The online world has become electrified with recent news that Morocco has flicked the switch on a solar farm, which at full capacity can produce up to 580 MW of power. Little has been said however about the ongoing plan to develop a 2GW (2000MW) solar park right here in the heart of Queensland.
In February, the King of Morocco pushed a button that ignited the generation of 180MW of renewable electricity which will help to provide power to over 1 million people. Yet, the Bulli Creek development, situated practically in our own backyard, is looking to be up to 4 times larger. With a population of just over 4.5 million, could this spell the end for traditional energy providers in Queensland. While the project is only in a developmental stage, things have been progressing smoothly. In early 2015, the Toowoomba Regional Council gave the go ahead and issued the RPS group and Solar Choice with initial planning approval. The site will be around 13,000 acres in size, allowing for an installation of enough solar to produce 2GW of power, the figure originally hoped for. Approval however came with certain conditions. Construction will need to begin within 4 years of approval, meaning we should start seeing the preliminary ground work go in this year. However, the site most likely won’t be fully operational for the next 8 years. Interestingly, despite the magnitude of the development as well as the cost, it has only been granted permission to operate for the next 35 years with no mention of an extension. On the up side though, the Bulli Creek Solar Park has also been granted permission to gradually increase its size, after the original development is complete. Meaning that the site will be built out in 100-500MW stages on top of the initial 2GW once each new stage is approved.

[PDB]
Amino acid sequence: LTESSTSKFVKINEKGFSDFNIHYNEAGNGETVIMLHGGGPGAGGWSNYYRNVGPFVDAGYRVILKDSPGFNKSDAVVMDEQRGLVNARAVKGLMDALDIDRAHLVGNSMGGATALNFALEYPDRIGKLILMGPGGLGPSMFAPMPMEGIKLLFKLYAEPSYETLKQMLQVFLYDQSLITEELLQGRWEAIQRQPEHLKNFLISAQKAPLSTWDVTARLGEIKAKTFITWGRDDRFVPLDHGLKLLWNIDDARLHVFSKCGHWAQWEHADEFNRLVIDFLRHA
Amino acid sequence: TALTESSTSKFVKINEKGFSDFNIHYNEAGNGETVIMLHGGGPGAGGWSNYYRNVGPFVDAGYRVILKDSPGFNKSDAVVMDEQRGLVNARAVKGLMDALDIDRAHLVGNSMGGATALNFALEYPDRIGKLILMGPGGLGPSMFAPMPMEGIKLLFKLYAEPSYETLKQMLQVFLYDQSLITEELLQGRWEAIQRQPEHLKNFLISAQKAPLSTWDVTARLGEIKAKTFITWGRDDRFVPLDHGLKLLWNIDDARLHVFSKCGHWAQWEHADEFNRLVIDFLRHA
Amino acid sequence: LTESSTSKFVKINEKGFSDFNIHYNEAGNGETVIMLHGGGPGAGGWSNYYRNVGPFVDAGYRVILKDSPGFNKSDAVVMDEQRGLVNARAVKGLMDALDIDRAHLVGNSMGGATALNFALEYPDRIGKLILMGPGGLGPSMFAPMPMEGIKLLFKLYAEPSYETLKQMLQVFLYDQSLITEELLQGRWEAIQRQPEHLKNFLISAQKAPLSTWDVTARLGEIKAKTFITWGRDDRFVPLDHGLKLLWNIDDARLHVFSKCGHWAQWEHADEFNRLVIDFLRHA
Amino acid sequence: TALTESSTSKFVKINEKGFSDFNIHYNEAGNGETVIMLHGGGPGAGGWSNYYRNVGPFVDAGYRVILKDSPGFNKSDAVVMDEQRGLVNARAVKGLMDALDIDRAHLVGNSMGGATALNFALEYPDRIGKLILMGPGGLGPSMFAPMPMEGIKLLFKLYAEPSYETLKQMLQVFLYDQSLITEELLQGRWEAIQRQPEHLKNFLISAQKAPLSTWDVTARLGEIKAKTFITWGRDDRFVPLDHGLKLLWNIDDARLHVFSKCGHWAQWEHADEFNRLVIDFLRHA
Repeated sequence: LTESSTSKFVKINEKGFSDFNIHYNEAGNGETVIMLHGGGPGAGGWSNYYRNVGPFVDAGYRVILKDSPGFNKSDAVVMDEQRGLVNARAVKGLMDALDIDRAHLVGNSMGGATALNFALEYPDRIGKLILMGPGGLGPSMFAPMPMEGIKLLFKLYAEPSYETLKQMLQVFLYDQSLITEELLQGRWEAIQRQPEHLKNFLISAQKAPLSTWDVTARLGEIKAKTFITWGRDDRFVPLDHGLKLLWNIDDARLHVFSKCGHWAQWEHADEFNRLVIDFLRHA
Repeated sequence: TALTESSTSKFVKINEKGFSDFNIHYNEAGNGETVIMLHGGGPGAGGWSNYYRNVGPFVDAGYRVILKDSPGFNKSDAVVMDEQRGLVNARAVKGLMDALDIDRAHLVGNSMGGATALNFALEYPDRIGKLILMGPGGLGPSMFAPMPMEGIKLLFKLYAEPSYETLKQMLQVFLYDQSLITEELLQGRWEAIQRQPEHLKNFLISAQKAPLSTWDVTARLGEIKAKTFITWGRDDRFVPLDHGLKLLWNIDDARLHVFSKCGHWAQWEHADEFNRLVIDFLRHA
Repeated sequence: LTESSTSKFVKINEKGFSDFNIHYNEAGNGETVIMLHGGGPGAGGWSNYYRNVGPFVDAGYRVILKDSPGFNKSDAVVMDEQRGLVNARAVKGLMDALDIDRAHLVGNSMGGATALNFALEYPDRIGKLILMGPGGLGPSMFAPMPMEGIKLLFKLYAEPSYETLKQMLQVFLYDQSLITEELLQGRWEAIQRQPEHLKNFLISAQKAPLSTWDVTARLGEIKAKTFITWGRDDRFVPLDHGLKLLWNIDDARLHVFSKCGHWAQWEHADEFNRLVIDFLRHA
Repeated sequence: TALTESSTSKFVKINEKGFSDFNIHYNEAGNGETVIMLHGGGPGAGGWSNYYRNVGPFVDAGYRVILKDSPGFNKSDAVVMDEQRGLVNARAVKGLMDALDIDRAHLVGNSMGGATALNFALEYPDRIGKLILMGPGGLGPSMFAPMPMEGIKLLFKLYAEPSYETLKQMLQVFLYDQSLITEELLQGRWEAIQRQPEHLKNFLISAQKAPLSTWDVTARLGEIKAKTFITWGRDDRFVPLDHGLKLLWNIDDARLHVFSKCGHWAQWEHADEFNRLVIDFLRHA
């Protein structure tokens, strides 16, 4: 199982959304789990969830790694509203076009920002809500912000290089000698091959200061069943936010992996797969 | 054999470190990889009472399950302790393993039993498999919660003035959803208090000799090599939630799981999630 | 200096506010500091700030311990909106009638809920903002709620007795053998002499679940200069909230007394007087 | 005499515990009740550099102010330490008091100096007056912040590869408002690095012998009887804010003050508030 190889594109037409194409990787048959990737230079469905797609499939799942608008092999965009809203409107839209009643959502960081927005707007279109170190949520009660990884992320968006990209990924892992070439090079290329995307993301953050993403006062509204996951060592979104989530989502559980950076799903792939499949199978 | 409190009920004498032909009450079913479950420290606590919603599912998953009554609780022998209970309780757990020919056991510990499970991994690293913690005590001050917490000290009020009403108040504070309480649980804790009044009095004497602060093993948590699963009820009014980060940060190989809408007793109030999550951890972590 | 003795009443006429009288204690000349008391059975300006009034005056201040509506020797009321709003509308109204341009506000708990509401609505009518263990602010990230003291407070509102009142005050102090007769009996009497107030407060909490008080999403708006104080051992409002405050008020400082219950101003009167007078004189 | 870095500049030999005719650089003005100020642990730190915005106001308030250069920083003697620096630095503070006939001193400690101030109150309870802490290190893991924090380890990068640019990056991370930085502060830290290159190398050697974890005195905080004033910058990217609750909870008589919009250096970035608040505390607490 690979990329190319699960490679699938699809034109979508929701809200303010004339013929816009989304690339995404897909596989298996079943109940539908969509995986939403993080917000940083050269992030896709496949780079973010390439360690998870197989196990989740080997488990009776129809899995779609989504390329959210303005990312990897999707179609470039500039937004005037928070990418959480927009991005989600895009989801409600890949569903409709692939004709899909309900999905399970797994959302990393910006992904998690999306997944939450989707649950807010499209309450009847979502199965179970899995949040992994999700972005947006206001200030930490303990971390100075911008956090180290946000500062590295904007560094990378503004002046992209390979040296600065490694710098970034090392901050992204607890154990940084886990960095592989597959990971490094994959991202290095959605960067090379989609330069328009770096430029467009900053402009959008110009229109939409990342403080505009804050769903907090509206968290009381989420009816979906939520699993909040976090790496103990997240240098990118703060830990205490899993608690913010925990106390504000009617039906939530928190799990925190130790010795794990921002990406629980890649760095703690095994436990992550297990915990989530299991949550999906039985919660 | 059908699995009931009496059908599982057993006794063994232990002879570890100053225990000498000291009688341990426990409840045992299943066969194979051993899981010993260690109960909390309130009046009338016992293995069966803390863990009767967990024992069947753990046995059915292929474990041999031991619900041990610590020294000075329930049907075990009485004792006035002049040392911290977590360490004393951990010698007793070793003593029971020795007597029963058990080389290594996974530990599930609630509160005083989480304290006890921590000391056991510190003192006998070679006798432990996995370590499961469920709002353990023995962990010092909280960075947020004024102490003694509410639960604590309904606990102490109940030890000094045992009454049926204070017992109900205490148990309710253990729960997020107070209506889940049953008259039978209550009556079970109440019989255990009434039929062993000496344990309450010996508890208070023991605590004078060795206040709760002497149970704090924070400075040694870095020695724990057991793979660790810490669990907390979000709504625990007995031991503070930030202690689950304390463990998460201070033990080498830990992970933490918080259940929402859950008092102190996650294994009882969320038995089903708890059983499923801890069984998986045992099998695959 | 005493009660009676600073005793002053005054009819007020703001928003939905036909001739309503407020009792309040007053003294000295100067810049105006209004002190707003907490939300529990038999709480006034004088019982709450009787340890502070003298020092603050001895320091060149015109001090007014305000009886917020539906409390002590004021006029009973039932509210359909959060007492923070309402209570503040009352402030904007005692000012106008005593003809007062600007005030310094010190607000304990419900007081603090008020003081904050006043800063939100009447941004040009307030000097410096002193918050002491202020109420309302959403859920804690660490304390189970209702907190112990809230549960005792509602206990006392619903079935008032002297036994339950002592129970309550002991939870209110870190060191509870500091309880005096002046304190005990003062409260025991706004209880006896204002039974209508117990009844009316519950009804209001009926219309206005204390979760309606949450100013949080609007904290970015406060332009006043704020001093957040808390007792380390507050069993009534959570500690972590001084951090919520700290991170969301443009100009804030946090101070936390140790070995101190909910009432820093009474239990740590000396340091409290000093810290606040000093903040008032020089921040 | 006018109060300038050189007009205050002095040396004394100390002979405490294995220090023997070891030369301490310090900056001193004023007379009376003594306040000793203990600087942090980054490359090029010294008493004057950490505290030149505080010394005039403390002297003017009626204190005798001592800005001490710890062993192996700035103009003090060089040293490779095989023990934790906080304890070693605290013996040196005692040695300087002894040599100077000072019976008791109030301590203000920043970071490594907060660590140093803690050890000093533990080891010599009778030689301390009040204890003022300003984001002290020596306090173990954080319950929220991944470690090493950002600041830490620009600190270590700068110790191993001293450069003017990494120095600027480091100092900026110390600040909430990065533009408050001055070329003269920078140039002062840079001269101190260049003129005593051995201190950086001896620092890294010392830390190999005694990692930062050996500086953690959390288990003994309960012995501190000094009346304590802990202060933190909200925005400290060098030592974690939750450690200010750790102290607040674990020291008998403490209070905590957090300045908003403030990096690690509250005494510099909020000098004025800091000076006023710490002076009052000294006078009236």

Despite the initial 2GW site approval, engineers have concluded that the site, in ideal conditions, could actually operate at over 2GW. Furthermore, unlike most large scale rural developments, RPS and Solar Choice have received no backlash from the local communities surrounding the area.
Interestingly enough, despite the smooth sailing of this operation in particular, support from local residents and Australia's ideal climate, there are only a few operational large scale solar farms. Given the fact that Australia possesses one of the most modern interconnected grids in the world and has a remarkably low population density, we should be the ideal candidate for further investment, yet it doesn’t seem to be the case. Investment into Australian large scale renewable energy projects has slowed to a trickle since the Government decided to scrap its previous, more ambitious clean energy targets. So despite the investability of solar, without the aid and support of the government, funding is going elsewhere. It seems that while those in the business world can see that, “large-scale solar is on the right side of history,” the government is failing to get with the times. And, while Gemmell of RenewEconomy stated, “it’s not a matter of if these projects are built, but when,” unless the Government gets serious about clean energy targets, we could be waiting a little longer before developments like Bulli Creek become the norm.